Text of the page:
Chapter 12: Flights of fancy

Heather Hopp-Bruce/Globe staff; Adobe/pixs:sell - stock.adobe.com

“The Mechanic” is a novella by best-selling author Ben Mezrich. The fictional work will publish exclusively on BostonGlobe.com over the next two weeks. Read more about this book at globe.com/themechanic. Sign up to be alerted when the next installment goes live here.

Chapter Twelve

Professor Adrian Jensen was muttering angrily to himself as he worked the combination wheel on his bike lock, pinning the lightweight, ridiculously expensive carbon frame of his cycle to the aluminum sign post jutting up above one of the most highly trafficked corners in downtown Boston. Not cursing, exactly; Adrian was too aware of the constant stream of lunchtime foot traffic coursing by him, like a stream parting around a jagged stone. But he was stammering and gabbling under his breath: a steady torrent of verbal self-affliction that had run continuously and unimpeded, for the 6-mile ride from his office at 6 East Hall, smack dab in the center of the Tufts campus.

He was still talking to himself, in fact, as he undid his bike helmet, shook his halo of reddish-blond hair free, then hooked the helmet to the bottom of his heavy backpack. The backpack was still slung over his left shoulder, the strap digging into the thin material of his tight cycling jersey. The jersey, of course, matched his pants, which hugged his oversized calves and thighs like a wet suit, or if you hated the look, like an oil spill on a drowning bird. Adrian was fully aware of the image he projected, from the cycling clothes to his tanned and nautilus-shaped form, to the ringlets and waves of that expertly coiffed hair. He knew that many of his students, and a fair portion of the other professors at Tufts — not just in the Department of History but throughout the humanities — often used terms like “dandy” and “peacock” when they thought he was out of earshot. But other people’s opinions had never bothered him. Perhaps it was his severe upbringing at the hands of his scientist parents, but he’d never had patience for the opinions of fools or rivals; in fact, the only thing he disliked more than unsolicited opinions were flights of intellectual fancy.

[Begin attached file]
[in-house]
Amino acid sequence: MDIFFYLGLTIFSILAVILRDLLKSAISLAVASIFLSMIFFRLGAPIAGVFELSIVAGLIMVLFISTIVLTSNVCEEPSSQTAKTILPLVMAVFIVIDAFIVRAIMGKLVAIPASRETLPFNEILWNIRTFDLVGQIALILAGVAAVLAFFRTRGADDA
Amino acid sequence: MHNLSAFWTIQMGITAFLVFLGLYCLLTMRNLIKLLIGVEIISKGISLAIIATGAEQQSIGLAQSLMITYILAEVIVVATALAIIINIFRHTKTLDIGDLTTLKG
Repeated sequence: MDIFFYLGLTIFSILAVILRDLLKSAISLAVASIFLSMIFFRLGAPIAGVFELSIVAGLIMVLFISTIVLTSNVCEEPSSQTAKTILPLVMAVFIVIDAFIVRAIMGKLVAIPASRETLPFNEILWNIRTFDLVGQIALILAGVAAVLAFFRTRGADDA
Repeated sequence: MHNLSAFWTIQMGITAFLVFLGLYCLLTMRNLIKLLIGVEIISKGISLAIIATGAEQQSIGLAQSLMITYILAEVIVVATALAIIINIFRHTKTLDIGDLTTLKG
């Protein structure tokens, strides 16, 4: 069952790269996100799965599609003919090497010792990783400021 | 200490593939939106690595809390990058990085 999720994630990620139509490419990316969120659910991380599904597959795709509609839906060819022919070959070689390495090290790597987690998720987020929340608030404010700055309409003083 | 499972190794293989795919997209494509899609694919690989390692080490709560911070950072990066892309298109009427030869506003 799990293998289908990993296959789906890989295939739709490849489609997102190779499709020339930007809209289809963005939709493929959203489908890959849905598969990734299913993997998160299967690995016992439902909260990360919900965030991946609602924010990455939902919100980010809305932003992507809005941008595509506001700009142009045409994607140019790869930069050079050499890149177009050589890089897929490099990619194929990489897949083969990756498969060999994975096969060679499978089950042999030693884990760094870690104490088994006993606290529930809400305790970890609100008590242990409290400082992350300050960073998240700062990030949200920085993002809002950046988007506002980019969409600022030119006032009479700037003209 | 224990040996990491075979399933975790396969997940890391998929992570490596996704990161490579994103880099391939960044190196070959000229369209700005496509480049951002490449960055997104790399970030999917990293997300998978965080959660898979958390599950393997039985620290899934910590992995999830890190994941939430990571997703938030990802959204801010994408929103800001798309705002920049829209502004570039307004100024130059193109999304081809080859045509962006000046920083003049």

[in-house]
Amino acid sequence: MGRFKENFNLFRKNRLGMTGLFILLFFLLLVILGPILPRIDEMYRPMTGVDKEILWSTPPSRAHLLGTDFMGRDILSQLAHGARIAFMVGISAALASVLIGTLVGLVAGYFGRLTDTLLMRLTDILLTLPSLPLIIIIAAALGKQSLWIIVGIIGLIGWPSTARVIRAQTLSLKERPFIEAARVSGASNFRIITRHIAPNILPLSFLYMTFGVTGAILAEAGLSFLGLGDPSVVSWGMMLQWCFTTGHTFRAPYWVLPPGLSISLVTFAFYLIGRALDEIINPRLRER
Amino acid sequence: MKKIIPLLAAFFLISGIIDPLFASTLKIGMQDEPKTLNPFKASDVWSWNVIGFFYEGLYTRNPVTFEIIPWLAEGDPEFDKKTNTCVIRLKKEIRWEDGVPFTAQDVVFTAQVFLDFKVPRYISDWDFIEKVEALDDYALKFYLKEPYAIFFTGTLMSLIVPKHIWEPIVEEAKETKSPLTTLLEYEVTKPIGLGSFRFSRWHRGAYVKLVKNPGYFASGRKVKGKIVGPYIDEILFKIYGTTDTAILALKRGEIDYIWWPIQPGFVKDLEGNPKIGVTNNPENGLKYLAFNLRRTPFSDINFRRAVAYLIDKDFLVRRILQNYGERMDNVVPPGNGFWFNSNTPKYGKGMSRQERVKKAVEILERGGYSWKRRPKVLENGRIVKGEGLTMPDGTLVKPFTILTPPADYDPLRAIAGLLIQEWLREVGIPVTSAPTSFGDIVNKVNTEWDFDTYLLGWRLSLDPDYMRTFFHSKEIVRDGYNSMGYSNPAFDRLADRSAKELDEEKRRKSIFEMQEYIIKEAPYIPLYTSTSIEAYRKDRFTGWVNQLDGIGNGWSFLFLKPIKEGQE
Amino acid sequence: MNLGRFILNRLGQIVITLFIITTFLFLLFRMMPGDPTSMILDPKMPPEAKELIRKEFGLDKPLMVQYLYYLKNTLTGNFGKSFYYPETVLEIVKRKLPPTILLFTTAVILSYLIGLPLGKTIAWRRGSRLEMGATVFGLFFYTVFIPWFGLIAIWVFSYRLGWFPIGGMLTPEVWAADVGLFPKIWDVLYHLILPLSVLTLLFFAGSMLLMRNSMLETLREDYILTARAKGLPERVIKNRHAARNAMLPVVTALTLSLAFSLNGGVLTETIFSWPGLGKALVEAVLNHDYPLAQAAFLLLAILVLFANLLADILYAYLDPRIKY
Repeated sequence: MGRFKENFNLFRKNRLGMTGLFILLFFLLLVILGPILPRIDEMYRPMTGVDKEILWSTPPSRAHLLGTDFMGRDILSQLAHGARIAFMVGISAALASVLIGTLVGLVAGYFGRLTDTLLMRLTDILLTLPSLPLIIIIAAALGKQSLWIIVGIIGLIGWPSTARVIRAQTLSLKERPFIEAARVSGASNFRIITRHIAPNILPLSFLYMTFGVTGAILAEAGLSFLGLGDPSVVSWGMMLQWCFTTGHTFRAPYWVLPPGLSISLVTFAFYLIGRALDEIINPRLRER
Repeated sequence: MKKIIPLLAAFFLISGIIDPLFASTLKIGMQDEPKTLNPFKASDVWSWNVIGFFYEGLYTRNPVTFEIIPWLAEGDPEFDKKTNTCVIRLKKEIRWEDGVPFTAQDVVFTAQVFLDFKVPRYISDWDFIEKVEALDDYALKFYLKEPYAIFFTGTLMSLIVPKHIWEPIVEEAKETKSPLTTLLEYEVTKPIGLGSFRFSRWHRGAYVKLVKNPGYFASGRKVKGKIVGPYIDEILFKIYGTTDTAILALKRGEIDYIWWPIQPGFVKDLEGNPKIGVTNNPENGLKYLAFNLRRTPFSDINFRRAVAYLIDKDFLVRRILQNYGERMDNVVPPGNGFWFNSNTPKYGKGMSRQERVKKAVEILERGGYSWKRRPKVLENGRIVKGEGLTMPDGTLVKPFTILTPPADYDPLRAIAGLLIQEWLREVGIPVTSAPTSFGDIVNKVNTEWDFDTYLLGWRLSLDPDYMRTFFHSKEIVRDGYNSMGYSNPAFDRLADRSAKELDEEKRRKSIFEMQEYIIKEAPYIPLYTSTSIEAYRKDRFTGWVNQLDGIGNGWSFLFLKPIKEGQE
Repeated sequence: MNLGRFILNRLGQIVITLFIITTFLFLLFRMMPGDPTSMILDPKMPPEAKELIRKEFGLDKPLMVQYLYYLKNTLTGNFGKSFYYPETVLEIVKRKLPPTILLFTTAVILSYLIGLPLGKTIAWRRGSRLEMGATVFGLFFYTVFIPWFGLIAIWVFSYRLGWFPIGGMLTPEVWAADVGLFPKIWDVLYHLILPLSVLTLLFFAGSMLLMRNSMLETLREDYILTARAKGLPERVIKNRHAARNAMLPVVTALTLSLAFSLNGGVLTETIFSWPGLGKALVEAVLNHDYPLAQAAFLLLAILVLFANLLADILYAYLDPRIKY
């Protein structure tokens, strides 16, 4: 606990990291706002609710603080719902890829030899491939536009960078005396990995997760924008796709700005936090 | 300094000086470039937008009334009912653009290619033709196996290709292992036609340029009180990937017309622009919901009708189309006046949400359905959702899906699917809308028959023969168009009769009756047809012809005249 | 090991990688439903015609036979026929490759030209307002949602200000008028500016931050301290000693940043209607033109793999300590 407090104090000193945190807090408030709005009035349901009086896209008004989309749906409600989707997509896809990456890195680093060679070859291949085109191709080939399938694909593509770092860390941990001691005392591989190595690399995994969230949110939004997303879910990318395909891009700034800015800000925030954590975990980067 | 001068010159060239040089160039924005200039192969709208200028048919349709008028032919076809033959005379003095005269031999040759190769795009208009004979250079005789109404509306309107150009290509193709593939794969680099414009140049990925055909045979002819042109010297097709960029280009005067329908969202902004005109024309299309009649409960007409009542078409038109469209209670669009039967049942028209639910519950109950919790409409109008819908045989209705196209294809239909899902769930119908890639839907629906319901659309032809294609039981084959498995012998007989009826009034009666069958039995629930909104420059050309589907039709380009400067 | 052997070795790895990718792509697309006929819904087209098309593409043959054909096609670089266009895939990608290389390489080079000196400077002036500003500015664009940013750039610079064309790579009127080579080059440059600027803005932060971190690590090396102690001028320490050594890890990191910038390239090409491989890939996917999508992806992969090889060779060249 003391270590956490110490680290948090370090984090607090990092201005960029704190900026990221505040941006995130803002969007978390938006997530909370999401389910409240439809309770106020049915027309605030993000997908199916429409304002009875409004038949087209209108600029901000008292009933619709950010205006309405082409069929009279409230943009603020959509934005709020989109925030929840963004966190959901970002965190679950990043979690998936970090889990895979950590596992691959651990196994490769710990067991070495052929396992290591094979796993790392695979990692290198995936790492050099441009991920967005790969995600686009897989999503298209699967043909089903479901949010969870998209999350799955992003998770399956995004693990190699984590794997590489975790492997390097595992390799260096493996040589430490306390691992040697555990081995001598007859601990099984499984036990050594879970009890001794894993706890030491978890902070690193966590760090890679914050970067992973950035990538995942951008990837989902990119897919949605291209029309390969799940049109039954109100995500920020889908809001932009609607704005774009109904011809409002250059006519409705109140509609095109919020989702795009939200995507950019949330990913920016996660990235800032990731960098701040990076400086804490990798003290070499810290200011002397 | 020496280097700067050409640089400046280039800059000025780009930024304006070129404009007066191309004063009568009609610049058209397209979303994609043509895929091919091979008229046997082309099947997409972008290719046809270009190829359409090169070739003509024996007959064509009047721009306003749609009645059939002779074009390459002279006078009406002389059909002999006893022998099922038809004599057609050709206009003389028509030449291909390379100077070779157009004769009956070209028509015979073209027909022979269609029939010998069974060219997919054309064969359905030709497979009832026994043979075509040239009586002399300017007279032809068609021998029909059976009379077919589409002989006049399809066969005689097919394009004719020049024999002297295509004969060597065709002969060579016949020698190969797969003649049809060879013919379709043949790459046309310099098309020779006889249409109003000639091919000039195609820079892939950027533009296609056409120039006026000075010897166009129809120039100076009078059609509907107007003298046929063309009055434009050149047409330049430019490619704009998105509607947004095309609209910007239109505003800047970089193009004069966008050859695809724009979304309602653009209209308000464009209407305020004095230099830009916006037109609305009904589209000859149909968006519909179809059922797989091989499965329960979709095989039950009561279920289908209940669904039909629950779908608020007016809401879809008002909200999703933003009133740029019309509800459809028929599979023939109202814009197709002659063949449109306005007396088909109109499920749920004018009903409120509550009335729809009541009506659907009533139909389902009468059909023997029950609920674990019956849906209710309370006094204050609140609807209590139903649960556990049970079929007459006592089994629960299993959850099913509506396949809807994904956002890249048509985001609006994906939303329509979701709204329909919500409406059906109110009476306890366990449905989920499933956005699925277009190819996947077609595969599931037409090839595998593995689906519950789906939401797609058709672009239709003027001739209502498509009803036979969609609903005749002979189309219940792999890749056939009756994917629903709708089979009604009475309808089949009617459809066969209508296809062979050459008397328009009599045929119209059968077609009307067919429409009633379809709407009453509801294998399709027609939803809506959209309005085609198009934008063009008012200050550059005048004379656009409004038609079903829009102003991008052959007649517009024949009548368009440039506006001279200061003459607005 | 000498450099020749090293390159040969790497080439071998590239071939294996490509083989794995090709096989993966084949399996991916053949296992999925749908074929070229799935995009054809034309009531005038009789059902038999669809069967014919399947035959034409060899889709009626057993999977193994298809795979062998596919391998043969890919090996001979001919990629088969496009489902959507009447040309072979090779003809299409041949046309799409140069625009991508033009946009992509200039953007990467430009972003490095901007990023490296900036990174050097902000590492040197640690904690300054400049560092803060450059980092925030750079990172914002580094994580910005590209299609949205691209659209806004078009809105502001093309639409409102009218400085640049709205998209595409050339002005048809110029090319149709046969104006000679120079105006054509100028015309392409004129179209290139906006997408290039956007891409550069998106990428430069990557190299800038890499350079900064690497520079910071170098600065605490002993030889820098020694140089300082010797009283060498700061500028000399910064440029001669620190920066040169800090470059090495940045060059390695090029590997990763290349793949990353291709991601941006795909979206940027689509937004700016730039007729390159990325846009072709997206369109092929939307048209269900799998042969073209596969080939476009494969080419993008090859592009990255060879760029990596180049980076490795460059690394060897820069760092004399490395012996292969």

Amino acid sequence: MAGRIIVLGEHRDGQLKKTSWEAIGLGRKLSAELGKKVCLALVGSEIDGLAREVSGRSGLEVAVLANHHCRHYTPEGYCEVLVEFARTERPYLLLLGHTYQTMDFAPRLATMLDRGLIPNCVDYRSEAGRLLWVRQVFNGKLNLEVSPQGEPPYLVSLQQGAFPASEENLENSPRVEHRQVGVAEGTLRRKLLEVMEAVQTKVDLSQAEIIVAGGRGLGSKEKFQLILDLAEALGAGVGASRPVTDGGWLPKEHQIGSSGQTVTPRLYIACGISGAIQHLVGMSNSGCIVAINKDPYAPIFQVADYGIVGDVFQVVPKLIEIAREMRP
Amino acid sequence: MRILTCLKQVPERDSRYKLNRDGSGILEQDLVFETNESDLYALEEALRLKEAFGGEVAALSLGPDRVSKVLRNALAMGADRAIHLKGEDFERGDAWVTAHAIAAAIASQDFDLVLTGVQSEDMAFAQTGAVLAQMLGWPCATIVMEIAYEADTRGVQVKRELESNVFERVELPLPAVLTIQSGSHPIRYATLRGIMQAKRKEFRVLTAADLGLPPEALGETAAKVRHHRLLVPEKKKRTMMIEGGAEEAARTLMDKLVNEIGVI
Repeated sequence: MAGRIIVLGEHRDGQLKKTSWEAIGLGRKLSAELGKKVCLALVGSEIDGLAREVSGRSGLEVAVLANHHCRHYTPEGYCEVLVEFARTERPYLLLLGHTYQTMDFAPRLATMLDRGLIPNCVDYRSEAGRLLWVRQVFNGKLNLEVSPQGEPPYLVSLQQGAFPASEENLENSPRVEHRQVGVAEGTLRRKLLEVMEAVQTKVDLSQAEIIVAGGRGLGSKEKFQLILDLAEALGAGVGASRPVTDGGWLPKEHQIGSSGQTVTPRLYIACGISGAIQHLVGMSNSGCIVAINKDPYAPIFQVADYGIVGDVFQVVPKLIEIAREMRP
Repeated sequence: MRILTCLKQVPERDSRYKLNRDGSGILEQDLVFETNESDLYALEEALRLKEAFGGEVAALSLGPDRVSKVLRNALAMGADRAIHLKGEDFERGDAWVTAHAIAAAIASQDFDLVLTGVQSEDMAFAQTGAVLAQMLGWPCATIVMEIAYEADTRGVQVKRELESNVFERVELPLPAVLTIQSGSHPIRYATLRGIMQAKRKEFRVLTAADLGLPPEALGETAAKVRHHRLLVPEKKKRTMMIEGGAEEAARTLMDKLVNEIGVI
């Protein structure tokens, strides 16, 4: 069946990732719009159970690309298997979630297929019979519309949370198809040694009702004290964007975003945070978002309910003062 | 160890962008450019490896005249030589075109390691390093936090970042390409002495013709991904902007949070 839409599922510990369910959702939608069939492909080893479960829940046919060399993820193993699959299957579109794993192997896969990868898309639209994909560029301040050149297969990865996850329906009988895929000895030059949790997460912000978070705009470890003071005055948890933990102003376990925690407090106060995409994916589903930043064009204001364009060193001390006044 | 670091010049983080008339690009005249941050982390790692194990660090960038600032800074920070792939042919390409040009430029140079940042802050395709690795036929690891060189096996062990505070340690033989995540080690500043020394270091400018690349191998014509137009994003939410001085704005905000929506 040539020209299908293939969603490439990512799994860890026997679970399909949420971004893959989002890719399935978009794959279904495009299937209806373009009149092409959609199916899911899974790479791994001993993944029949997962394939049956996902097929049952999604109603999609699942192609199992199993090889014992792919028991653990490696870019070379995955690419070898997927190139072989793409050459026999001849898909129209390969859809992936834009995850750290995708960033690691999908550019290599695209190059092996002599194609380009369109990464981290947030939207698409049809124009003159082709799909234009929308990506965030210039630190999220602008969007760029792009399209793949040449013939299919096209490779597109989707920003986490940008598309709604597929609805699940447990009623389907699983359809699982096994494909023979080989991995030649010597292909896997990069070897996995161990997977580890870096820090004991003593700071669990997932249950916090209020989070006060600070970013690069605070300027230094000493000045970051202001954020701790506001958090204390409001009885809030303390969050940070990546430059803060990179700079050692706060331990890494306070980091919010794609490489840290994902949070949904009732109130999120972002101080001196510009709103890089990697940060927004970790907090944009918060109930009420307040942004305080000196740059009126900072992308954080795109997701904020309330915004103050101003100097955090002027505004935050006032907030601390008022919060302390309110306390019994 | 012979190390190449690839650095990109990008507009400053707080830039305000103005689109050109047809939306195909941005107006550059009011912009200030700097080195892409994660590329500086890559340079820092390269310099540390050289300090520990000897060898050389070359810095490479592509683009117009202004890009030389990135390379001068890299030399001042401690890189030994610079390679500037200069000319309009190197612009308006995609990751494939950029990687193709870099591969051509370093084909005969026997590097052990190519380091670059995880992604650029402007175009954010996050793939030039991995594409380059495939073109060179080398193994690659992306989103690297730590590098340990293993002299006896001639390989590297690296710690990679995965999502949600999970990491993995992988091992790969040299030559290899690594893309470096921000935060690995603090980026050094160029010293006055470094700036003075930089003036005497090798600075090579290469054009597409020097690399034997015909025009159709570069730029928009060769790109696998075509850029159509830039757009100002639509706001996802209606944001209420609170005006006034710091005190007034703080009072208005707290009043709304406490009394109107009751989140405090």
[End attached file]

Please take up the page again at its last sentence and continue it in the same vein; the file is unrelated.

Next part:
Which explained his current mood, as he stared up at the Georgian façade of the stone and granite building that took up much of the block, where School Street and Tremont meet. To be sure, King’s Chapel, the oldest continuously used religious site in Boston and one of the oldest churches in America, was familiar to Adrian, a place he’d visited many times. As a scholar who’d dedicated much of his adult life to 18th-century American history, it would have been impossible for him to avoid such a high profile location, favored by a multitude of Revolutionary War figures, many of whom were entombed in the building’s catacombs or buried in the plot of land directly adjacent to it; those heroes not on the grounds of the church were interred right across the street, in the Granary Burial Ground, even more popular with tourists and history buffs. But on this particular afternoon, Adrian could think of a dozen places he’d rather be than in this grand, old church.